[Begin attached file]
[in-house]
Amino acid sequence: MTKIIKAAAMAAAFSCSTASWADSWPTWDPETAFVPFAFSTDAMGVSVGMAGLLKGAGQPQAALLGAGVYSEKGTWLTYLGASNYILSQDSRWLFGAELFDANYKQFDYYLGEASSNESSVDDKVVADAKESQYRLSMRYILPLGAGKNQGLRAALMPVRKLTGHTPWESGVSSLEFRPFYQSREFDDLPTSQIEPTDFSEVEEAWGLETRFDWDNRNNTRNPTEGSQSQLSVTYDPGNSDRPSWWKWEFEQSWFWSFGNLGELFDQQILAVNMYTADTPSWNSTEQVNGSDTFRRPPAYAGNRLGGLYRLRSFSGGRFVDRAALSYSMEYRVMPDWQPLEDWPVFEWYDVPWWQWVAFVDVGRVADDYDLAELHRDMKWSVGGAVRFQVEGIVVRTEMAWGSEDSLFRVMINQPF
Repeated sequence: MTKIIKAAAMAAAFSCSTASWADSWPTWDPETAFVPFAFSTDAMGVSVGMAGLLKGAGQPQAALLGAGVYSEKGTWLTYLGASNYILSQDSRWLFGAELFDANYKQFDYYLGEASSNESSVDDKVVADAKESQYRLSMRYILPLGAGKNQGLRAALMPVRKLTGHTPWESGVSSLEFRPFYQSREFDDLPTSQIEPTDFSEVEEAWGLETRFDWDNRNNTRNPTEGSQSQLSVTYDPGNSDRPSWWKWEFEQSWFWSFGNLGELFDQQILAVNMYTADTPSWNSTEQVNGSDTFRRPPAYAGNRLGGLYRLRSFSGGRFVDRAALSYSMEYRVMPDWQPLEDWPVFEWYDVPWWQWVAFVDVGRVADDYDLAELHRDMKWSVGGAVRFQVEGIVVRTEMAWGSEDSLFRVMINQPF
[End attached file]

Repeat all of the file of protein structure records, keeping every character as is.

[in-house]
Amino acid sequence: MTKIIKAAAMAAAFSCSTASWADSWPTWDPETAFVPFAFSTDAMGVSVGMAGLLKGAGQPQAALLGAGVYSEKGTWLTYLGASNYILSQDSRWLFGAELFDANYKQFDYYLGEASSNESSVDDKVVADAKESQYRLSMRYILPLGAGKNQGLRAALMPVRKLTGHTPWESGVSSLEFRPFYQSREFDDLPTSQIEPTDFSEVEEAWGLETRFDWDNRNNTRNPTEGSQSQLSVTYDPGNSDRPSWWKWEFEQSWFWSFGNLGELFDQQILAVNMYTADTPSWNSTEQVNGSDTFRRPPAYAGNRLGGLYRLRSFSGGRFVDRAALSYSMEYRVMPDWQPLEDWPVFEWYDVPWWQWVAFVDVGRVADDYDLAELHRDMKWSVGGAVRFQVEGIVVRTEMAWGSEDSLFRVMINQPF
Repeated sequence: MTKIIKAAAMAAAFSCSTASWADSWPTWDPETAFVPFAFSTDAMGVSVGMAGLLKGAGQPQAALLGAGVYSEKGTWLTYLGASNYILSQDSRWLFGAELFDANYKQFDYYLGEASSNESSVDDKVVADAKESQYRLSMRYILPLGAGKNQGLRAALMPVRKLTGHTPWESGVSSLEFRPFYQSREFDDLPTSQIEPTDFSEVEEAWGLETRFDWDNRNNTRNPTEGSQSQLSVTYDPGNSDRPSWWKWEFEQSWFWSFGNLGELFDQQILAVNMYTADTPSWNSTEQVNGSDTFRRPPAYAGNRLGGLYRLRSFSGGRFVDRAALSYSMEYRVMPDWQPLEDWPVFEWYDVPWWQWVAFVDVGRVADDYDLAELHRDMKWSVGGAVRFQVEGIVVRTEMAWGSEDSLFRVMINQPF